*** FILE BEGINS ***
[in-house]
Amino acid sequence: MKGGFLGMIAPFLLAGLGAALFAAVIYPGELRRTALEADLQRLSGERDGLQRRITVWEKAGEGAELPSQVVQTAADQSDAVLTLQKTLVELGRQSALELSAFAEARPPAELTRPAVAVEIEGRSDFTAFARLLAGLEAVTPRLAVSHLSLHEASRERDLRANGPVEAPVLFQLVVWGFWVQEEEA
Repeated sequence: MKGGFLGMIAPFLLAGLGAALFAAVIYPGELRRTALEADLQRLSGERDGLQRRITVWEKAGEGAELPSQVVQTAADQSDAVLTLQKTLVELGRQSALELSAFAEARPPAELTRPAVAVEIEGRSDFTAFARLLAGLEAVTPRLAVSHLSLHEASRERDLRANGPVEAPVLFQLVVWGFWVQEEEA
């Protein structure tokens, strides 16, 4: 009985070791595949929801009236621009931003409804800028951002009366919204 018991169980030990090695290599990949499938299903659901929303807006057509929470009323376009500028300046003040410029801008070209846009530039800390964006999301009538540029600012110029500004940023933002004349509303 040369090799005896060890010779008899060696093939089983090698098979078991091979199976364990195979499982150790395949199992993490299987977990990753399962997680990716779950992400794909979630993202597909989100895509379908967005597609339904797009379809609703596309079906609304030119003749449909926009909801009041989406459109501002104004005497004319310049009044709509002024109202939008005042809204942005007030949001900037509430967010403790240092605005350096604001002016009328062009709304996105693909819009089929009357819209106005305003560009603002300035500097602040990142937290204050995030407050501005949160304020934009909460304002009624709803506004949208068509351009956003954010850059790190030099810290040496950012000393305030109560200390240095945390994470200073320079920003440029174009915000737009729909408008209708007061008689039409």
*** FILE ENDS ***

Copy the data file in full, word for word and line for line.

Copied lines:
[in-house]
Amino acid sequence: MKGGFLGMIAPFLLAGLGAALFAAVIYPGELRRTALEADLQRLSGERDGLQRRITVWEKAGEGAELPSQVVQTAADQSDAVLTLQKTLVELGRQSALELSAFAEARPPAELTRPAVAVEIEGRSDFTAFARLLAGLEAVTPRLAVSHLSLHEASRERDLRANGPVEAPVLFQLVVWGFWVQEEEA
Repeated sequence: MKGGFLGMIAPFLLAGLGAALFAAVIYPGELRRTALEADLQRLSGERDGLQRRITVWEKAGEGAELPSQVVQTAADQSDAVLTLQKTLVELGRQSALELSAFAEARPPAELTRPAVAVEIEGRSDFTAFARLLAGLEAVTPRLAVSHLSLHEASRERDLRANGPVEAPVLFQLVVWGFWVQEEEA
């Protein structure tokens, strides 16, 4: 009985070791595949929801009236621009931003409804800028951002009366919204 018991169980030990090695290599990949499938299903659901929303807006057509929470009323376009500028300046003040410029801008070209846009530039800390964006999301009538540029600012110029500004940023933002004349509303 040369090799005896060890010779008899060696093939089983090698098979078991091979199976364990195979499982150790395949199992993490299987977990990753399962997680990716779950992400794909979630993202597909989100895509379908967005597609339904797009379809609703596309079906609304030119003749449909926009909801009041989406459109501002104004005497004319310049009044709509002024109202939008005042809204942005007030949001900037509430967010403790240092605005350096604001002016009328062009709304996105693909819009089929009357819209106005305003560009603002300035500097602040990142937290204050995030407050501005949160304020934009909460304002009624709803506004949208068509351009956003954010850059790190030099810290040496950012000393305030109560200390240095945390994470200073320079920003440029174009915000737009729909408008209708007061008689039409």